Photo Credit: Scholastic Books
In case you haven’t been in a bookstore lately and noticed the giant displays featuring a crudely drawn boy with a round head and only three strands of hair, author Jeff Kinney’s Diary of a Wimpy Kid series has become a megahit among children’s literature. I say “children’s literature,” because that’s the section of the bookstore you’ll find these novels in, probably sharing shelf space with stories about talking cats and gossipy vampires. But although the Wimpy Kid books are undoubtedly funny for grade-schoolers, they are utterly hilarious for adults.
I, a full-grown adult, was practically salivating as I waited to read the just-published fourth installment in the series, Dog Days. I couldn’t wait to see how many moments from my own youth would be recreated within its pages. You see, part of the joy of Kinney’s stories is how relatable they are. There’s a scene in the first book, in which Doug Heffley (the Wimpy Kid) and his best friend, Rowley, attempt to host—and charge admission to—a Halloween haunted house in Rowley’s basement. My friend and I did the same thing when we were kids. It probably goes without saying that neither plan worked out very well.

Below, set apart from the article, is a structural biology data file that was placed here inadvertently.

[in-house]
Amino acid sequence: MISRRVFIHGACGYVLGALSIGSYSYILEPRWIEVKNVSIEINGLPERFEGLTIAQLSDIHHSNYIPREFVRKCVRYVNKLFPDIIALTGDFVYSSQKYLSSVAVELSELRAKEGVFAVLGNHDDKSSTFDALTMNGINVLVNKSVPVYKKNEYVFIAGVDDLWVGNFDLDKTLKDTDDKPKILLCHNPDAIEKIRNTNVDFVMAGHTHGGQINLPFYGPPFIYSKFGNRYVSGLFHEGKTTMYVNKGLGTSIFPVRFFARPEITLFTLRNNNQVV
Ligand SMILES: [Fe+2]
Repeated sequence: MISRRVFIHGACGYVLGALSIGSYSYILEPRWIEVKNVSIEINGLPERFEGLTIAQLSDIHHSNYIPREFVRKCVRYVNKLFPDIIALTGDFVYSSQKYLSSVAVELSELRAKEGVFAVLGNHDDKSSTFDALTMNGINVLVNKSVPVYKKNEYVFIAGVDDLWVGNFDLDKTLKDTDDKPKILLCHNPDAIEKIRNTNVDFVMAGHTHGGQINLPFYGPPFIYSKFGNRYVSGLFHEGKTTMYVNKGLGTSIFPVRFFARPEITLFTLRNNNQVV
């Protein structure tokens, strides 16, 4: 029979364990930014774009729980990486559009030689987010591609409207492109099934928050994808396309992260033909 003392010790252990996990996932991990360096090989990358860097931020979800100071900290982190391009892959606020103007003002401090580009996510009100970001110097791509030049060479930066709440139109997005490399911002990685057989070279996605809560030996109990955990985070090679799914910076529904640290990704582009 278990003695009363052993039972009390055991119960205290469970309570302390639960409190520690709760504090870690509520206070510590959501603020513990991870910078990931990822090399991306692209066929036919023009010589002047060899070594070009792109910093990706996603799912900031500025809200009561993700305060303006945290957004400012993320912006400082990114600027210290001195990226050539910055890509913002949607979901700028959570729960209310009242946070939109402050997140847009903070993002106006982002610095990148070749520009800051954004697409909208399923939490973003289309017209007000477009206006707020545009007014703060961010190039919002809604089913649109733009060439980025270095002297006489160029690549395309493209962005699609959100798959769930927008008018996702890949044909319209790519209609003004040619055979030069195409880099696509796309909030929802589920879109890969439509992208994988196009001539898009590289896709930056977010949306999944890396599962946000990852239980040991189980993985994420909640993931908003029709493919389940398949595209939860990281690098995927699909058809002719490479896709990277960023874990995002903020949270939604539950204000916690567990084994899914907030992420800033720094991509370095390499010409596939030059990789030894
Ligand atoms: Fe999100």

But even if trying to build a basement theme park isn’t exactly universal, there’s bound to be something in each of the Wimpy Kid books that harkens back to your own childhood. Were you ever forced by your parents to write thank you notes for presents? Did you live through the grueling task of having to sell charity candy door-to-door? Have you ever been embarrassed by your uncool friend’s poor fashion choices? Believe me, you’ll find something.
My daughter read the first book and liked it, especially “the funny drawings.” But she can’t appreciate all the realistically humorous incidents of the plot, because, as a kid herself, she hasn’t lived through them yet. People in the media are always looking for a children’s series that has true cross-generational appeal, the next Harry Potter. I think the Wimpy Kid may just be it.